Hebrew University 88.
(photo credit: )
Twelve students from overseas who fled the violence that gripped Cairo during
the 18-day “January 25 revolution” have been greeted with open arms at their new
place of study: The Hebrew University of Jerusalem.
administrative director at the Rothberg School’s division of undergraduate
studies said the initiative to take in the 12 students had come from both sides
of the ocean.
“We work with many different universities in North
America. Some of them reached out to us, and we reached out to some of
them as well, telling them if they need assistance and have students who want to
stay in the Middle East and continue their studies, we’re happy to help out,” he
Kaplan said the 12 students, who had been enrolled at Egyptian
universities as part of study abroad programs at the University of California,
Princeton University, Michigan State University and Allegheny University, will
still be able to study Arabic, but will also benefit from other perspectives and
study tracks that they had not originally intended.
“Jerusalem is a world
center for Middle Eastern studies, and we have many experts on Islam and offer
them Arabic, Palestinian and Islamic studies, plus a course in international
relations. They can certainly learn Middle Eastern studies here no less than
they could in Cairo,” Kaplan noted.
“We’ve been more flexible with them
than with other studyabroad students because they chose to study in Cairo and
never intended to study Hebrew, so we’re not forcing them to do so,” he went on,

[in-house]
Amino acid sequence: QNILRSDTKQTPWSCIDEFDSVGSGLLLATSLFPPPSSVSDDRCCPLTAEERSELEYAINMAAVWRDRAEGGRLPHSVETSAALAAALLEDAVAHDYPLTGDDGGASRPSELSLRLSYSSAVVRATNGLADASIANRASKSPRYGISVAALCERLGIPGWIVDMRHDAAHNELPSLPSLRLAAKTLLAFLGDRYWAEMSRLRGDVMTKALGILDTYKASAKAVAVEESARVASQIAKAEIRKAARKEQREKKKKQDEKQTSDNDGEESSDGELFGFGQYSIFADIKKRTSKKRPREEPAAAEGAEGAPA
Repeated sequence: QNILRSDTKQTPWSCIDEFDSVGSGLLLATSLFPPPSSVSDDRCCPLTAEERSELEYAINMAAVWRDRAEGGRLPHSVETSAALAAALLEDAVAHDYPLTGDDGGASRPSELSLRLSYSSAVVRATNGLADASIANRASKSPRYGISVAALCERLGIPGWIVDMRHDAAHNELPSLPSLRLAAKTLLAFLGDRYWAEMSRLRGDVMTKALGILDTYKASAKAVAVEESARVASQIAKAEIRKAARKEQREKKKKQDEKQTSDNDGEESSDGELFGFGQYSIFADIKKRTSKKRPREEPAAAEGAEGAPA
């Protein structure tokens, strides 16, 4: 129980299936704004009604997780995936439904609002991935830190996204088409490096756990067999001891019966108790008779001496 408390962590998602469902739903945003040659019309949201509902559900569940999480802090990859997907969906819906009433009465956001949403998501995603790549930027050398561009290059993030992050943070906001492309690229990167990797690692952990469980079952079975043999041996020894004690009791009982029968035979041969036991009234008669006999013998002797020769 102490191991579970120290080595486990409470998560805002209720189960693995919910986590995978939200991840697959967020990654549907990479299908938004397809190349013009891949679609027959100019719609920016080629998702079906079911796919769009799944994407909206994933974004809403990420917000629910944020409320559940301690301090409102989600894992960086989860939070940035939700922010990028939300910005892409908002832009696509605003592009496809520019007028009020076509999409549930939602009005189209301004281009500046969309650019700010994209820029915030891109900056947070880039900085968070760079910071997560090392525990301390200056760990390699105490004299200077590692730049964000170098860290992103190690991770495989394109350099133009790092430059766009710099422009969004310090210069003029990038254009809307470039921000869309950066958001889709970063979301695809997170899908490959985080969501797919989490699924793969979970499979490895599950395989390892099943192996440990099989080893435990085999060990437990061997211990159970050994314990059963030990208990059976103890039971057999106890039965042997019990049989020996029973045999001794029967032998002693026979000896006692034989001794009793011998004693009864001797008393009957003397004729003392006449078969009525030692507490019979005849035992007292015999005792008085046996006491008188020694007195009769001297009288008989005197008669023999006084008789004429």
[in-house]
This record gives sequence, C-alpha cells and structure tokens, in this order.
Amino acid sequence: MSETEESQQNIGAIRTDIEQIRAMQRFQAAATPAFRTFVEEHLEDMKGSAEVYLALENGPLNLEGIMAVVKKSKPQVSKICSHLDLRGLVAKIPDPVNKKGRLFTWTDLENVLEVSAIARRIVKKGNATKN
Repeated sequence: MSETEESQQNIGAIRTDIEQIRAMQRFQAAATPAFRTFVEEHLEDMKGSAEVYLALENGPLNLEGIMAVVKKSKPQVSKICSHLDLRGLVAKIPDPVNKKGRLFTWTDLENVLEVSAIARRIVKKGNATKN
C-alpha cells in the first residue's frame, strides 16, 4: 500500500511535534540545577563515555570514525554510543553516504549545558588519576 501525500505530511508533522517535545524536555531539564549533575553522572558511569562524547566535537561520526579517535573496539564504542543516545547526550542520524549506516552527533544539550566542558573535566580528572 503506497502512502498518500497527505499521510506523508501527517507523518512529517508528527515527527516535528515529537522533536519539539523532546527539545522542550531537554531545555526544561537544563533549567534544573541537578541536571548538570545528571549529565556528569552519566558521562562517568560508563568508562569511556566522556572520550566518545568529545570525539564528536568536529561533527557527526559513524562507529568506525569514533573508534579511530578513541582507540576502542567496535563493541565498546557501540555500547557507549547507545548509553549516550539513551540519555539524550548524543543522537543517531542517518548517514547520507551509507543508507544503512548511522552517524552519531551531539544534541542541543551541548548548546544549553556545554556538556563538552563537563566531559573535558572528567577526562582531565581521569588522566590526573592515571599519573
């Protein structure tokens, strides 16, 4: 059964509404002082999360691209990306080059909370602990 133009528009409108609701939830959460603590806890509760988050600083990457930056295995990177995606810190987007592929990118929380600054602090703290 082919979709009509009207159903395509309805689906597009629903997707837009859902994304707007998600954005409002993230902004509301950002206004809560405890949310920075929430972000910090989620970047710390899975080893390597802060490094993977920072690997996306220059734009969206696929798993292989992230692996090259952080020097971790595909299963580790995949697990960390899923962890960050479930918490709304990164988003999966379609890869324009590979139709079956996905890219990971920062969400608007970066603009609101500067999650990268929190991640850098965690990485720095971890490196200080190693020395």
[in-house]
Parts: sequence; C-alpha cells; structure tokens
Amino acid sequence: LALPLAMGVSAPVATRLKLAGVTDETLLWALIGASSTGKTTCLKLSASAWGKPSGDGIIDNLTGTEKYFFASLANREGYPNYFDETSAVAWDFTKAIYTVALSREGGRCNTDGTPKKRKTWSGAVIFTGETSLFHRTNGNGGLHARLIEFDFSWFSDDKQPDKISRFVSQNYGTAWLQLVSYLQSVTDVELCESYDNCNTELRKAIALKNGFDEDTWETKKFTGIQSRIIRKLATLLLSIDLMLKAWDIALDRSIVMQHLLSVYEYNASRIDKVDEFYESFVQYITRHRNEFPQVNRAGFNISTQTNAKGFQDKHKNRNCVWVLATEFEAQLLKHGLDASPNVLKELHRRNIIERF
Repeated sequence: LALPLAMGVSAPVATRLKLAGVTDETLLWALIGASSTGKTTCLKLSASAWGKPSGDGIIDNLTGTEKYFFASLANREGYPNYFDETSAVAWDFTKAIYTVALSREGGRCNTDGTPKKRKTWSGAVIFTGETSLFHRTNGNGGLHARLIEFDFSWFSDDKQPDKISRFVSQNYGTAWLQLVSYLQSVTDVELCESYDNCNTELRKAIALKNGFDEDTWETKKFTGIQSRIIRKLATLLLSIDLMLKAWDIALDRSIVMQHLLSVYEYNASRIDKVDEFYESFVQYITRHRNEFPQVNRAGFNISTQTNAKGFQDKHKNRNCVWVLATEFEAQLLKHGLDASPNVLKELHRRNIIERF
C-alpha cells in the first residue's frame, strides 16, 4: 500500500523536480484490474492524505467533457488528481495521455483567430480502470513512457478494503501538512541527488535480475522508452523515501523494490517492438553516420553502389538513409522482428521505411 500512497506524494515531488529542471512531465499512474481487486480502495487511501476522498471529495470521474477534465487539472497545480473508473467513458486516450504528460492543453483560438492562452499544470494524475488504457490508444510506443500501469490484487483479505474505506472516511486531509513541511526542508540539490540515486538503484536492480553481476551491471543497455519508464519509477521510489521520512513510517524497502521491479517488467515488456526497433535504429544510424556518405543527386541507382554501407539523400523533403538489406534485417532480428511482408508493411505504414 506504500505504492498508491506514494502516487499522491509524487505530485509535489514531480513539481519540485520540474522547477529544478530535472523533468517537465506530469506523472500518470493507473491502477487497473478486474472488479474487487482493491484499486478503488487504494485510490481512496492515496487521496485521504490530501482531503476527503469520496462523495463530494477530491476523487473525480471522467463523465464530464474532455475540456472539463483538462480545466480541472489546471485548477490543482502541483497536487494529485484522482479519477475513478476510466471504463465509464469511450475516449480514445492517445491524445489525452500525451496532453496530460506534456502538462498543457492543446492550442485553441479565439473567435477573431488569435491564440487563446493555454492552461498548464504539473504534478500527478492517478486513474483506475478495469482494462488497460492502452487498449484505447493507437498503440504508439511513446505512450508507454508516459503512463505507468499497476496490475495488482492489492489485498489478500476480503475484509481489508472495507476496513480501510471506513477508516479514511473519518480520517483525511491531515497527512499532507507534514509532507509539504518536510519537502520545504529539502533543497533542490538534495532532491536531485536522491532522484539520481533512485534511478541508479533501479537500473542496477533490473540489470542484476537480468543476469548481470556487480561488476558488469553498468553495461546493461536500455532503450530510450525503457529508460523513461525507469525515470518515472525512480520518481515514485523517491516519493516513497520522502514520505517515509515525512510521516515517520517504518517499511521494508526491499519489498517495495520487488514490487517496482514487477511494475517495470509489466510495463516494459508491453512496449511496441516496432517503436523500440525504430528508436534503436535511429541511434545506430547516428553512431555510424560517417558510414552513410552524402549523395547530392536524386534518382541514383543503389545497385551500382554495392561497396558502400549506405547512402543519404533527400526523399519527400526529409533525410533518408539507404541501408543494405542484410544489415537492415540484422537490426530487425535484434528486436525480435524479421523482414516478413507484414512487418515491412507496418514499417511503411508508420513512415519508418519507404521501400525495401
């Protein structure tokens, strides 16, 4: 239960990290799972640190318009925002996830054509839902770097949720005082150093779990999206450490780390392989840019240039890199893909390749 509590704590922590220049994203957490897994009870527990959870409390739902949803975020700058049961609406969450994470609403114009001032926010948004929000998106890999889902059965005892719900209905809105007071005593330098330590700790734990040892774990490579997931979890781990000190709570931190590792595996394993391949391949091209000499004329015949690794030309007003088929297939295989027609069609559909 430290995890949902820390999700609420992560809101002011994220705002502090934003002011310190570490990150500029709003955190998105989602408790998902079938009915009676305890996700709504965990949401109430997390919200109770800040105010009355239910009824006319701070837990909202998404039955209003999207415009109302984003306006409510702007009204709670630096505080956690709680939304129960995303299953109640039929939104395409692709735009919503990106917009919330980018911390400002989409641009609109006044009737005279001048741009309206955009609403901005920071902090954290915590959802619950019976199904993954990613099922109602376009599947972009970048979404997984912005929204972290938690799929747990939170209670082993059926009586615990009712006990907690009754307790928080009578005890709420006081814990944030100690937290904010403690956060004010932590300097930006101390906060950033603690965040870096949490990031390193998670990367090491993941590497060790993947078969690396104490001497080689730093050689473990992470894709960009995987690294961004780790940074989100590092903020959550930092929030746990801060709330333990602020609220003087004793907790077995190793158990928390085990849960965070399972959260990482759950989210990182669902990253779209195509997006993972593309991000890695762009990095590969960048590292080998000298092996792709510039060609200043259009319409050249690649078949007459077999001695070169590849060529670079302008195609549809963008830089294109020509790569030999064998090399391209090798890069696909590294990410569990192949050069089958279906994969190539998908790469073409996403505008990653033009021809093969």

adding that the students “now have a unique chance to study both sides of the
Kaplan did add that the students, who started their studies on
Sunday, would get a different orientation than they’d had in mind and would
probably need some time to get used to their new surroundings.
they’ve already felt that the prices are different here,” he said. “They’re
surprised that they can drink the water out of the faucet here or that they
can’t buy street food here for 15 cents, and they realize that they moved from a
developing country to a technologically advanced and expensive
Seven of the students arrived on campus a week ago, and five
arrived Sunday. With classes starting Sunday and the search for dormitory and
other housing still not complete for the Cairo 12, Kaplan said, “It’s been a
really hectic day for all of us.”
Nonetheless, even if their new
surroundings take some getting used to after the chaos and turmoil they saw in
Cairo, the opportunity to continue studying in the region is not lost on the
students, according to Kaplan.
“They realize that they are seeing
history,” he explained. “True, things are somewhat in turmoil, but they are
seeing important changes in the region”.
Nancy Kanach, director of the
Office of International Programs at Princeton University, said Sunday, “We are
grateful to the staff at the Hebrew University for being so responsive to our
request to enroll two Princeton students at the Hebrew University, where the
students can continue to study Arabic and Middle East issues at this important
time in the region.”